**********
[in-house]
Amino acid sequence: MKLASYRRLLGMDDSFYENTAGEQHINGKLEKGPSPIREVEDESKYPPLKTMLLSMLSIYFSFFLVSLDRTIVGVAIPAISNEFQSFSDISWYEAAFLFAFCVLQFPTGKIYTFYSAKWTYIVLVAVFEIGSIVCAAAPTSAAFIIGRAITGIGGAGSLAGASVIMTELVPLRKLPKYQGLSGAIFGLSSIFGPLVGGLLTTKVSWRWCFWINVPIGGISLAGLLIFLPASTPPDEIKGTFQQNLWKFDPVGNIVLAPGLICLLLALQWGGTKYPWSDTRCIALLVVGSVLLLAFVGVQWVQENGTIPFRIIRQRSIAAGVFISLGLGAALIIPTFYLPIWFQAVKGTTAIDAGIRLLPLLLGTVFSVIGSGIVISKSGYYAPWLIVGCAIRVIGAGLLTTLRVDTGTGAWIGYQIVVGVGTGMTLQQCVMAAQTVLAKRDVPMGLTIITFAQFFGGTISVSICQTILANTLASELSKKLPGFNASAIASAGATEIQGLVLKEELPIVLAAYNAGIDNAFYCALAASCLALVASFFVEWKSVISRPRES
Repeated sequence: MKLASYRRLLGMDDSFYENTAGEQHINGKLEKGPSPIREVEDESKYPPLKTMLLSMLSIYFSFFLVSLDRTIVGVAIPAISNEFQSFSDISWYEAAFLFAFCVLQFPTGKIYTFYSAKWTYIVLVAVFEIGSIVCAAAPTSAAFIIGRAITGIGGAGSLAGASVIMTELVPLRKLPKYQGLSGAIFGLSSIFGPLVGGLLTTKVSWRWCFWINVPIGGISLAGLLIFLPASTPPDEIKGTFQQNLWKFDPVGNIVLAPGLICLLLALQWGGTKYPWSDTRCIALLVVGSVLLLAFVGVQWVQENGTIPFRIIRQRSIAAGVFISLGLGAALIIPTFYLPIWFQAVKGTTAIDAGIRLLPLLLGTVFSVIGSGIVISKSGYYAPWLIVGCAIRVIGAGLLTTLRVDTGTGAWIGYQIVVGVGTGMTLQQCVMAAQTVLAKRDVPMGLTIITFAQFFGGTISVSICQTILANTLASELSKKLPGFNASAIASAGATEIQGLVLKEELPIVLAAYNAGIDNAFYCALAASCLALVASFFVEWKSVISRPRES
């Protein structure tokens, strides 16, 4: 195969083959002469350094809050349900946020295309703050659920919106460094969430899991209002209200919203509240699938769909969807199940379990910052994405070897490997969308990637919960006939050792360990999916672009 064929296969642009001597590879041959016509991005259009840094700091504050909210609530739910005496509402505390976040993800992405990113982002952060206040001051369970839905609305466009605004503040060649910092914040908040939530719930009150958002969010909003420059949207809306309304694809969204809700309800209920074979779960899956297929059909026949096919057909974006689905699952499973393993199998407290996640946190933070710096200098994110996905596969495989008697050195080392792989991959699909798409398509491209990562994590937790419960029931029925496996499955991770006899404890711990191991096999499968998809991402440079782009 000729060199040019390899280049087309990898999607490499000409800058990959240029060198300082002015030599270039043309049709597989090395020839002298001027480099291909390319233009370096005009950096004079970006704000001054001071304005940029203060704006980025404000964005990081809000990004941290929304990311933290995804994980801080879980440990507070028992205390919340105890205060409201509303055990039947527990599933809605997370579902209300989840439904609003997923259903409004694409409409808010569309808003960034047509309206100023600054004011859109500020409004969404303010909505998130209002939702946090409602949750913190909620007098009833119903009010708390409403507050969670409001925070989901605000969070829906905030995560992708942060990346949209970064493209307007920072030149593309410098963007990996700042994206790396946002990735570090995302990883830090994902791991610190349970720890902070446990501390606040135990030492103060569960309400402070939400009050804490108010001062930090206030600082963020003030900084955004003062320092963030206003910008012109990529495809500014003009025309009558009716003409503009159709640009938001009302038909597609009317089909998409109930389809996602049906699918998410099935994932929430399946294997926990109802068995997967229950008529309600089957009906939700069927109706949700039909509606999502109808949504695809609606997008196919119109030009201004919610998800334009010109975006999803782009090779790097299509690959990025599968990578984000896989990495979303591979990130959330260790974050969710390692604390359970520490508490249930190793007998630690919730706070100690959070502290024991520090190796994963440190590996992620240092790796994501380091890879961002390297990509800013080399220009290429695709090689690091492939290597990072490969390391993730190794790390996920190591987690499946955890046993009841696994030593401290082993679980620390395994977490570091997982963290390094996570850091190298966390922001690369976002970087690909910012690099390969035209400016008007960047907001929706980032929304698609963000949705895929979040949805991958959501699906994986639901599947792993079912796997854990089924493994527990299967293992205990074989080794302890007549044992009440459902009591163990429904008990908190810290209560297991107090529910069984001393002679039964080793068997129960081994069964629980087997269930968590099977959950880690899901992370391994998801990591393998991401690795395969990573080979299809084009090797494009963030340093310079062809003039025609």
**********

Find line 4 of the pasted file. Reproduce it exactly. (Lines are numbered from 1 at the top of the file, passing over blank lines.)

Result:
């Protein structure tokens, strides 16, 4: 195969083959002469350094809050349900946020295309703050659920919106460094969430899991209002209200919203509240699938769909969807199940379990910052994405070897490997969308990637919960006939050792360990999916672009 064929296969642009001597590879041959016509991005259009840094700091504050909210609530739910005496509402505390976040993800992405990113982002952060206040001051369970839905609305466009605004503040060649910092914040908040939530719930009150958002969010909003420059949207809306309304694809969204809700309800209920074979779960899956297929059909026949096919057909974006689905699952499973393993199998407290996640946190933070710096200098994110996905596969495989008697050195080392792989991959699909798409398509491209990562994590937790419960029931029925496996499955991770006899404890711990191991096999499968998809991402440079782009 000729060199040019390899280049087309990898999607490499000409800058990959240029060198300082002015030599270039043309049709597989090395020839002298001027480099291909390319233009370096005009950096004079970006704000001054001071304005940029203060704006980025404000964005990081809000990004941290929304990311933290995804994980801080879980440990507070028992205390919340105890205060409201509303055990039947527990599933809605997370579902209300989840439904609003997923259903409004694409409409808010569309808003960034047509309206100023600054004011859109500020409004969404303010909505998130209002939702946090409602949750913190909620007098009833119903009010708390409403507050969670409001925070989901605000969070829906905030995560992708942060990346949209970064493209307007920072030149593309410098963007990996700042994206790396946002990735570090995302990883830090994902791991610190349970720890902070446990501390606040135990030492103060569960309400402070939400009050804490108010001062930090206030600082963020003030900084955004003062320092963030206003910008012109990529495809500014003009025309009558009716003409503009159709640009938001009302038909597609009317089909998409109930389809996602049906699918998410099935994932929430399946294997926990109802068995997967229950008529309600089957009906939700069927109706949700039909509606999502109808949504695809609606997008196919119109030009201004919610998800334009010109975006999803782009090779790097299509690959990025599968990578984000896989990495979303591979990130959330260790974050969710390692604390359970520490508490249930190793007998630690919730706070100690959070502290024991520090190796994963440190590996992620240092790796994501380091890879961002390297990509800013080399220009290429695709090689690091492939290597990072490969390391993730190794790390996920190591987690499946955890046993009841696994030593401290082993679980620390395994977490570091997982963290390094996570850091190298966390922001690369976002970087690909910012690099390969035209400016008007960047907001929706980032929304698609963000949705895929979040949805991958959501699906994986639901599947792993079912796997854990089924493994527990299967293992205990074989080794302890007549044992009440459902009591163990429904008990908190810290209560297991107090529910069984001393002679039964080793068997129960081994069964629980087997269930968590099977959950880690899901992370391994998801990591393998991401690795395969990573080979299809084009090797494009963030340093310079062809003039025609």